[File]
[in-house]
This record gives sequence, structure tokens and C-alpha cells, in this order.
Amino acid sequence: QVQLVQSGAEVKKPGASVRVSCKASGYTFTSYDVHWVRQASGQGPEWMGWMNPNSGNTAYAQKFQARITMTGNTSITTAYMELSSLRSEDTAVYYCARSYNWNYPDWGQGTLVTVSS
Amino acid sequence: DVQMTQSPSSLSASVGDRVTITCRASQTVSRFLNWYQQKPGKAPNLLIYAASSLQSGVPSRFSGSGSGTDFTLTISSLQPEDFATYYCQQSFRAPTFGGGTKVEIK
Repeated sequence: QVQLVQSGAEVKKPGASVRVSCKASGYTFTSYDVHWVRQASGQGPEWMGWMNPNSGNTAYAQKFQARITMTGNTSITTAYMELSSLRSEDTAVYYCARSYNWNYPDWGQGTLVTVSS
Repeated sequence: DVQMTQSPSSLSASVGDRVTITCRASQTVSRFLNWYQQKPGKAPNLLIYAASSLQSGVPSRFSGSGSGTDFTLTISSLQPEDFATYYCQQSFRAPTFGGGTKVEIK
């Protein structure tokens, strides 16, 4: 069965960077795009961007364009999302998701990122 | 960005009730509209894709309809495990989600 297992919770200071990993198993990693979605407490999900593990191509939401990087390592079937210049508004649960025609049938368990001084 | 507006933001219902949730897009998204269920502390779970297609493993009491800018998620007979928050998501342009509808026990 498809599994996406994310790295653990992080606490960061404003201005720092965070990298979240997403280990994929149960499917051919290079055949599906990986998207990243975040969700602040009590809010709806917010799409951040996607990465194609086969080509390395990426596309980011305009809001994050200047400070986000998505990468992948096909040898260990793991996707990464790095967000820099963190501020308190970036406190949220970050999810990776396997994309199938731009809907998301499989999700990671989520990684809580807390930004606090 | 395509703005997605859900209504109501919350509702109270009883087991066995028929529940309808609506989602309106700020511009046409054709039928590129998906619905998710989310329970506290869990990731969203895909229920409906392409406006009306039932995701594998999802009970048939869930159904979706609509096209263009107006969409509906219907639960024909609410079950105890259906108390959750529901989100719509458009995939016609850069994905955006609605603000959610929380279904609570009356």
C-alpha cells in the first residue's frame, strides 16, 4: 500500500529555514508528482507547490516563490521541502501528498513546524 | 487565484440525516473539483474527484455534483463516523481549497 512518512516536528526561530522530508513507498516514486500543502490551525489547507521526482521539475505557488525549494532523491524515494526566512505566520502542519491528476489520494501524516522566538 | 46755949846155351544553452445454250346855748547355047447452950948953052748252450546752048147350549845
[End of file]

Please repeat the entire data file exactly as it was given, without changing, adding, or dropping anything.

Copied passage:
[in-house]
This record gives sequence, structure tokens and C-alpha cells, in this order.
Amino acid sequence: QVQLVQSGAEVKKPGASVRVSCKASGYTFTSYDVHWVRQASGQGPEWMGWMNPNSGNTAYAQKFQARITMTGNTSITTAYMELSSLRSEDTAVYYCARSYNWNYPDWGQGTLVTVSS
Amino acid sequence: DVQMTQSPSSLSASVGDRVTITCRASQTVSRFLNWYQQKPGKAPNLLIYAASSLQSGVPSRFSGSGSGTDFTLTISSLQPEDFATYYCQQSFRAPTFGGGTKVEIK
Repeated sequence: QVQLVQSGAEVKKPGASVRVSCKASGYTFTSYDVHWVRQASGQGPEWMGWMNPNSGNTAYAQKFQARITMTGNTSITTAYMELSSLRSEDTAVYYCARSYNWNYPDWGQGTLVTVSS
Repeated sequence: DVQMTQSPSSLSASVGDRVTITCRASQTVSRFLNWYQQKPGKAPNLLIYAASSLQSGVPSRFSGSGSGTDFTLTISSLQPEDFATYYCQQSFRAPTFGGGTKVEIK
């Protein structure tokens, strides 16, 4: 069965960077795009961007364009999302998701990122 | 960005009730509209894709309809495990989600 297992919770200071990993198993990693979605407490999900593990191509939401990087390592079937210049508004649960025609049938368990001084 | 507006933001219902949730897009998204269920502390779970297609493993009491800018998620007979928050998501342009509808026990 498809599994996406994310790295653990992080606490960061404003201005720092965070990298979240997403280990994929149960499917051919290079055949599906990986998207990243975040969700602040009590809010709806917010799409951040996607990465194609086969080509390395990426596309980011305009809001994050200047400070986000998505990468992948096909040898260990793991996707990464790095967000820099963190501020308190970036406190949220970050999810990776396997994309199938731009809907998301499989999700990671989520990684809580807390930004606090 | 395509703005997605859900209504109501919350509702109270009883087991066995028929529940309808609506989602309106700020511009046409054709039928590129998906619905998710989310329970506290869990990731969203895909229920409906392409406006009306039932995701594998999802009970048939869930159904979706609509096209263009107006969409509906219907639960024909609410079950105890259906108390959750529901989100719509458009995939016609850069994905955006609605603000959610929380279904609570009356």
C-alpha cells in the first residue's frame, strides 16, 4: 500500500529555514508528482507547490516563490521541502501528498513546524 | 487565484440525516473539483474527484455534483463516523481549497 512518512516536528526561530522530508513507498516514486500543502490551525489547507521526482521539475505557488525549494532523491524515494526566512505566520502542519491528476489520494501524516522566538 | 46755949846155351544553452445454250346855748547355047447452950948953052748252450546752048147350549845